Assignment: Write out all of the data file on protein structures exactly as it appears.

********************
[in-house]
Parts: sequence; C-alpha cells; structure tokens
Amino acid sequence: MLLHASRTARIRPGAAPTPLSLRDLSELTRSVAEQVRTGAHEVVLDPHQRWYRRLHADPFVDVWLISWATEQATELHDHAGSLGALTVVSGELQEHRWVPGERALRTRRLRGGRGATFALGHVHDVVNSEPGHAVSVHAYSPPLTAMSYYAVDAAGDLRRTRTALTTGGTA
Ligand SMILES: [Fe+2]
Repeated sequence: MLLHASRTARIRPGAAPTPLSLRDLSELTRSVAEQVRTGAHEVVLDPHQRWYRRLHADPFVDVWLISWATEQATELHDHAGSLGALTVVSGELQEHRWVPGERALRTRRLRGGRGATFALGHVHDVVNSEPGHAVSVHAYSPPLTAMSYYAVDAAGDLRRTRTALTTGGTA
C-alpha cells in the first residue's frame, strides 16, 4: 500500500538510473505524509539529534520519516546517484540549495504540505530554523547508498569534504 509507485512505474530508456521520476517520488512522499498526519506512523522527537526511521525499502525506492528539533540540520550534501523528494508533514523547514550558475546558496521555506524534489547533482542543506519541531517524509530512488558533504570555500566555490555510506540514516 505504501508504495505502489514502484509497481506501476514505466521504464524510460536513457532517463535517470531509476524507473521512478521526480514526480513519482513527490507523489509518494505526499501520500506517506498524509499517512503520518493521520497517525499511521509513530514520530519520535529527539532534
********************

[in-house]
Parts: sequence; C-alpha cells; structure tokens
Amino acid sequence: MLLHASRTARIRPGAAPTPLSLRDLSELTRSVAEQVRTGAHEVVLDPHQRWYRRLHADPFVDVWLISWATEQATELHDHAGSLGALTVVSGELQEHRWVPGERALRTRRLRGGRGATFALGHVHDVVNSEPGHAVSVHAYSPPLTAMSYYAVDAAGDLRRTRTALTTGGTA
Ligand SMILES: [Fe+2]
Repeated sequence: MLLHASRTARIRPGAAPTPLSLRDLSELTRSVAEQVRTGAHEVVLDPHQRWYRRLHADPFVDVWLISWATEQATELHDHAGSLGALTVVSGELQEHRWVPGERALRTRRLRGGRGATFALGHVHDVVNSEPGHAVSVHAYSPPLTAMSYYAVDAAGDLRRTRTALTTGGTA
C-alpha cells in the first residue's frame, strides 16, 4: 500500500538510473505524509539529534520519516546517484540549495504540505530554523547508498569534504 509507485512505474530508456521520476517520488512522499498526519506512523522527537526511521525499502525506492528539533540540520550534501523528494508533514523547514550558475546558496521555506524534489547533482542543506519541531517524509530512488558533504570555500566555490555510506540514516 505504501508504495505502489514502484509497481506501476514505466521504464524510460536513457532517463535517470531509476524507473521512478521526480514526480513519482513527490507523489509518494505526499501520500506517506498524509499517512503520518493521520497517525499511521509513530514520530519520535529527539532534